We consider testing and learning problems on causal Bayesian networks as defined by Pearl (Pearl, 2009). Given a causal Bayesian network M on a graph with n discrete variables and bounded in-degree and bounded confounded components'', we show that O(log n) interventions on an unknown causal Bayesian network X on the same graph, and O(n/epsilon 2) samples per intervention, suffice to efficiently distinguish whether X M or whether there exists some intervention under which X and M are farther than epsilon in total variation distance. We also obtain sample/time/intervention efficient algorithms for: (i) testing the identity of two unknown causal Bayesian networks on the same graph; and (ii) learning a causal Bayesian network on a given graph. Although our algorithms are non-adaptive, we show that adaptivity does not help in general: Omega(log n) interventions are necessary for testing the identity of two unknown causal Bayesian networks on the same graph, even adaptively. Our algorithms are enabled by a new subadditivity inequality for the squared Hellinger distance between two causal Bayesian networks.
Judea Pearl was the first to propose a definition of actual causation using causal models. A number of authors have suggested that an adequate account of actual causation must appeal not only to causal structure, but also to considerations of normality. In earlier work, we provided a definition of actual causation using extended causal models, which include information about both causal structure and normality. Extended causal models are potentially very complex. In this paper, we show how it is possible to achieve a compact representation of extended causal models.
Consider a policymaker who wants to decide which intervention to perform in order to change a currently undesirable situation. The policymaker has at her disposal a team of experts, each with their own understanding of the causal dependencies between different factors contributing to the outcome. The policymaker has varying degrees of confidence in the experts’ opinions. She wants to combine their opinions in order to decide on the most effective intervention. We formally define the notion of an effective intervention, and then consider how experts’ causal judgments can be combined in order to determine the most effective intervention. We define a notion of two causal models being compatible , and show how compatible causal models can be combined. We then use it as the basis for combining experts causal judgments. We illustrate our approach on a number of real-life examples.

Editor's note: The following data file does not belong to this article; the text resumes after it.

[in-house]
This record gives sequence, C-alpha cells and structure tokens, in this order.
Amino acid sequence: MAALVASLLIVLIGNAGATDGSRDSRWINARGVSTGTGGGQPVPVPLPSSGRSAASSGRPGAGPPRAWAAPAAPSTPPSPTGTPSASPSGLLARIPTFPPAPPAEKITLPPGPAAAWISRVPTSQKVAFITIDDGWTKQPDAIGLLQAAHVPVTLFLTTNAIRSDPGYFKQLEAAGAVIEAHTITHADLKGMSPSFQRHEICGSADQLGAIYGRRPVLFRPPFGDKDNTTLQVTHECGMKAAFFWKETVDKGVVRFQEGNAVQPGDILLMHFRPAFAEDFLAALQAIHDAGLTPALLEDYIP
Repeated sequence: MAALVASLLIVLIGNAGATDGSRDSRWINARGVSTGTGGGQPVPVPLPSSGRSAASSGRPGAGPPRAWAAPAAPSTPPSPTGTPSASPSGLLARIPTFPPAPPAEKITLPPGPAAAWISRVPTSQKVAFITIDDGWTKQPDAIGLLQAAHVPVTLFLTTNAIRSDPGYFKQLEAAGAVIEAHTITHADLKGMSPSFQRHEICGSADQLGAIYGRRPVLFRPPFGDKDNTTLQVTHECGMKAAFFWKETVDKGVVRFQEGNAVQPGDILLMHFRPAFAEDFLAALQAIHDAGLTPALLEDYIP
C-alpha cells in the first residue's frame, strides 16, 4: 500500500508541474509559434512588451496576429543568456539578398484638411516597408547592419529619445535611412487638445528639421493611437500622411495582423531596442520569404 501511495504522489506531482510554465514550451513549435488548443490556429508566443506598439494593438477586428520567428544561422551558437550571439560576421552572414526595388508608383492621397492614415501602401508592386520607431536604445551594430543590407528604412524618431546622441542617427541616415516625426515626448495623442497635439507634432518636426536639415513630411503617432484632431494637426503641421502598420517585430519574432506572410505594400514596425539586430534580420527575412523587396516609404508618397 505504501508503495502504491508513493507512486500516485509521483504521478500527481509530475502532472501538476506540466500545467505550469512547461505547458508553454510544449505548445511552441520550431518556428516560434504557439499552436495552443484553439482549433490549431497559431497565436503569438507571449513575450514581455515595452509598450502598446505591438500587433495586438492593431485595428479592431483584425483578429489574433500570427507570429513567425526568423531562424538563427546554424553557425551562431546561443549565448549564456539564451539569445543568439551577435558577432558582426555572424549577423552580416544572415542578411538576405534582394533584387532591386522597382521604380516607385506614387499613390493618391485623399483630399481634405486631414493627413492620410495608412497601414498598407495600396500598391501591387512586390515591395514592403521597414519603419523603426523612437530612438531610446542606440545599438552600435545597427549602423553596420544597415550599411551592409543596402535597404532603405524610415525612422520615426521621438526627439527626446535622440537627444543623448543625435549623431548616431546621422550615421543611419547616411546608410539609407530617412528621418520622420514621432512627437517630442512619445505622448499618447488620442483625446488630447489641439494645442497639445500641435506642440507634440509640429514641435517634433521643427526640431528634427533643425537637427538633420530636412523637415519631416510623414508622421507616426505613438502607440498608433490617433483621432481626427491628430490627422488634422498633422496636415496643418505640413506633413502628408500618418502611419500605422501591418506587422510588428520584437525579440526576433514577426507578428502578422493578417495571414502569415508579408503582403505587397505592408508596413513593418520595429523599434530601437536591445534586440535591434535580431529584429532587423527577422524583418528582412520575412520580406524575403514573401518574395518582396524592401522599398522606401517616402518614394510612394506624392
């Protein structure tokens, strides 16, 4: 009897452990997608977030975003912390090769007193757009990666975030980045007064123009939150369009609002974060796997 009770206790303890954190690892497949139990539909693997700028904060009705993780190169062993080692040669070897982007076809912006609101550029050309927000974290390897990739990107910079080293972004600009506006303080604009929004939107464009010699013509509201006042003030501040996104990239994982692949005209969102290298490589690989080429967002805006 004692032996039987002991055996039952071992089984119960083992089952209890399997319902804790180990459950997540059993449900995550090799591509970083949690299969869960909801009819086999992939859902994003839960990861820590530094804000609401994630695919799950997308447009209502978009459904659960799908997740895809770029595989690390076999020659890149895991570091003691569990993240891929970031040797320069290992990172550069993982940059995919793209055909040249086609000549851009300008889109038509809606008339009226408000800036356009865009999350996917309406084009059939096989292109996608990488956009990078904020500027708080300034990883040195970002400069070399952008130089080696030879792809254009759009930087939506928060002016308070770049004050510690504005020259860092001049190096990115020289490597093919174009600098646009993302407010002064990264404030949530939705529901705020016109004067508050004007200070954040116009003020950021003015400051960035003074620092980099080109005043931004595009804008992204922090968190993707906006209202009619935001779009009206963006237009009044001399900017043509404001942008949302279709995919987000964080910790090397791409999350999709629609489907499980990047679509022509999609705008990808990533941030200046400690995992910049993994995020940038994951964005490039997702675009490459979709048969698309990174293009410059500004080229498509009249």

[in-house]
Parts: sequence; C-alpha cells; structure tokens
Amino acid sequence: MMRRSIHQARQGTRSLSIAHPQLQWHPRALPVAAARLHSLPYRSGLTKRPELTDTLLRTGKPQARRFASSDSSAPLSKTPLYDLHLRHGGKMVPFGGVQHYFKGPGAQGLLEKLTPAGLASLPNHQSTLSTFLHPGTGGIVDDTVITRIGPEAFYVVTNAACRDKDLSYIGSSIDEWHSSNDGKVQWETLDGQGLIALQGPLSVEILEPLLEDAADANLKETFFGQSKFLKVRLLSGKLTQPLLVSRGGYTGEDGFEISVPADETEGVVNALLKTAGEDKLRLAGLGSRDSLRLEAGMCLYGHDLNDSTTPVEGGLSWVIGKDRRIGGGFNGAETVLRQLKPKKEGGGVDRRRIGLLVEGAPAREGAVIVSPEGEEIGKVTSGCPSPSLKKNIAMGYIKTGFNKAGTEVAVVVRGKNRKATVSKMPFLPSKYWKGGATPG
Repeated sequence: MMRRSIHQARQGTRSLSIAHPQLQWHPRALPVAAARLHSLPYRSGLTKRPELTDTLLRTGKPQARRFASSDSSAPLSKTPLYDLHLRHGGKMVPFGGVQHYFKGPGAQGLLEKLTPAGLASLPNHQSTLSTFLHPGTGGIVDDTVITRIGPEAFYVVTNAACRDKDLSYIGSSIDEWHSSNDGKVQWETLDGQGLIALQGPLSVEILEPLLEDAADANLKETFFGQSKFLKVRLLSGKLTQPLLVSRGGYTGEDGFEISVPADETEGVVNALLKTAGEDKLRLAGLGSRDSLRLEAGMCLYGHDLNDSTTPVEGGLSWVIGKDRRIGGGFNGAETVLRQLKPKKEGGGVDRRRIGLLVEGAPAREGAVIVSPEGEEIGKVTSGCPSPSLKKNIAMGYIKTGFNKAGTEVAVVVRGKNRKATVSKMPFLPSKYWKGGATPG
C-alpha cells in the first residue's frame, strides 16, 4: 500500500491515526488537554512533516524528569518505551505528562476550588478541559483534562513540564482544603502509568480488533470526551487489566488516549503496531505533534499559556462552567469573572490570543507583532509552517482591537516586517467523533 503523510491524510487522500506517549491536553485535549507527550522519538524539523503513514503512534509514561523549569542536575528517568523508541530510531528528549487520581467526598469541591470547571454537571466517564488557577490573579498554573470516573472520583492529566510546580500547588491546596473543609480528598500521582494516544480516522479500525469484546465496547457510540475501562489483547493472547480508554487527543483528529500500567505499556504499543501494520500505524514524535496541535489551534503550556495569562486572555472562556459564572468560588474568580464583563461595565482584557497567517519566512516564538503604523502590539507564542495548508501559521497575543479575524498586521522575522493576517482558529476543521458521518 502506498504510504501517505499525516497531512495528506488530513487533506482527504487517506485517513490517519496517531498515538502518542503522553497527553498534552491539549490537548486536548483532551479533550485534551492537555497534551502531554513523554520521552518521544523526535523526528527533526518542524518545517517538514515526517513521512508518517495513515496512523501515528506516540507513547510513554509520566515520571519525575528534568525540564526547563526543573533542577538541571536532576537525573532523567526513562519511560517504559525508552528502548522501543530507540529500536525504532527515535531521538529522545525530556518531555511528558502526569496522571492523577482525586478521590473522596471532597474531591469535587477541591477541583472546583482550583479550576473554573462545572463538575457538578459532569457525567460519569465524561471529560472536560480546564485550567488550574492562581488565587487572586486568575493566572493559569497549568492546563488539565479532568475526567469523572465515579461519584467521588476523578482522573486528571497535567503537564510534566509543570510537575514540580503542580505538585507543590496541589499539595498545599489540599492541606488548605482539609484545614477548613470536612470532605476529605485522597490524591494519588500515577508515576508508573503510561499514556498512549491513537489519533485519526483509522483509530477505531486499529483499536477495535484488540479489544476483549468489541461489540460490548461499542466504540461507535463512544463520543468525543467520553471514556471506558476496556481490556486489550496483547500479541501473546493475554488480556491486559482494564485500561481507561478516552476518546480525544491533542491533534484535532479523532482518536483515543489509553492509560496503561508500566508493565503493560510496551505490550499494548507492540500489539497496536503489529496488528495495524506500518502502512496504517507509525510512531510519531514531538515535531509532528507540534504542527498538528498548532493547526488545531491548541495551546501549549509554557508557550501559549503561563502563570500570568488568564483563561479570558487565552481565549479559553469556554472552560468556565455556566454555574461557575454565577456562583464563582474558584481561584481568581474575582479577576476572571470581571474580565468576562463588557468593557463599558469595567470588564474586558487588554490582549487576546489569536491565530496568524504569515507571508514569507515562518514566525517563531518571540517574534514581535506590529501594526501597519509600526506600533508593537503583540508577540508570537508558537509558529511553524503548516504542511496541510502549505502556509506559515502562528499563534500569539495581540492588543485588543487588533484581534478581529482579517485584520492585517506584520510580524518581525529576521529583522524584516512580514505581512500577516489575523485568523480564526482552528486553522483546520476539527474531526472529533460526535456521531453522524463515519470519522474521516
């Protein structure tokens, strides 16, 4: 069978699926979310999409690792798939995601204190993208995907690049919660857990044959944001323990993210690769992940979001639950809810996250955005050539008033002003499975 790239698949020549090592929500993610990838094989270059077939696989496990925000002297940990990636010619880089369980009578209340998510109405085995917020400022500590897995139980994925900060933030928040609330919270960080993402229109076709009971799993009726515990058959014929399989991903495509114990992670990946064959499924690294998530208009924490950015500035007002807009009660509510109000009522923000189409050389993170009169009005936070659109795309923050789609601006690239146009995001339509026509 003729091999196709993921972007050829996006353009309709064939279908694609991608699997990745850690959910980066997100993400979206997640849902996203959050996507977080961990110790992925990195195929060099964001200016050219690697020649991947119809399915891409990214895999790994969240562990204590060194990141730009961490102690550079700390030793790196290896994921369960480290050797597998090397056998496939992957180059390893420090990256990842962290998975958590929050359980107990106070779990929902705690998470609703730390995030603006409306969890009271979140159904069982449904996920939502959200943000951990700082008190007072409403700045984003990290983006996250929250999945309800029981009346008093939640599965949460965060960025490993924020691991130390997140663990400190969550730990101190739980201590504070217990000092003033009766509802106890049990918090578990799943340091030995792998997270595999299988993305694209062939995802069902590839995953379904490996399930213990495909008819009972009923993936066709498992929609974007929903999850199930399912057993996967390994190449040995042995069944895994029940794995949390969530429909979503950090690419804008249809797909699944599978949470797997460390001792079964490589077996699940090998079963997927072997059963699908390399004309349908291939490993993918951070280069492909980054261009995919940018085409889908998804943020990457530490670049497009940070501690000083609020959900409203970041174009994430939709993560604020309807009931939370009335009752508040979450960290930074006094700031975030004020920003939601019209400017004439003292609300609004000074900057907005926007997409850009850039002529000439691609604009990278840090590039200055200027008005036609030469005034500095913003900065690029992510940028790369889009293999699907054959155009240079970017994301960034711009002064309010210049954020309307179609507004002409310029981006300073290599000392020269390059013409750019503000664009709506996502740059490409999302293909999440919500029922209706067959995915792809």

Structural causal models are a popular tool to describe causal relations in systems in many fields such as economy, the social sciences, and biology. In this work, we show that these models are not flexible enough in general to give a complete causal representation of equilibrium states in dynamical systems that do not have a unique stable equilibrium independent of initial conditions. We prove that our proposed generalized structural causal models do capture the essential causal semantics that characterize these systems. We illustrate the power and flexibility of this extension on a dynamical system corresponding to a basic enzymatic reaction. We motivate our approach further by showing that it also efficiently describes the effects of interventions on functional laws such as the ideal gas law.
This paper describes a Bayesian method for combining an arbitrary mixture of observational and experimental data in order to learn causal Bayesian networks. Observational data are passively observed. Experimental data, such as that produced by randomized controlled trials, result from the experimenter manipulating one or more variables (typically randomly) and observing the states of other variables. The paper presents a Bayesian method for learning the causal structure and parameters of the underlying causal process that is generating the data, given that (1) the data contains a mixture of observational and experimental case records, and (2) the causal process is modeled as a causal Bayesian network. This learning method was applied using as input various mixtures of experimental and observational data that were generated from the ALARM causal Bayesian network. In these experiments, the absolute and relative quantities of experimental and observational data were varied systematically. For each of these training datasets, the learning method was applied to predict the causal structure and to estimate the causal parameters that exist among randomly selected pairs of nodes in ALARM that are not confounded. The paper reports how these structure predictions and parameter estimates compare with the true causal structures and parameters as given by the ALARM network.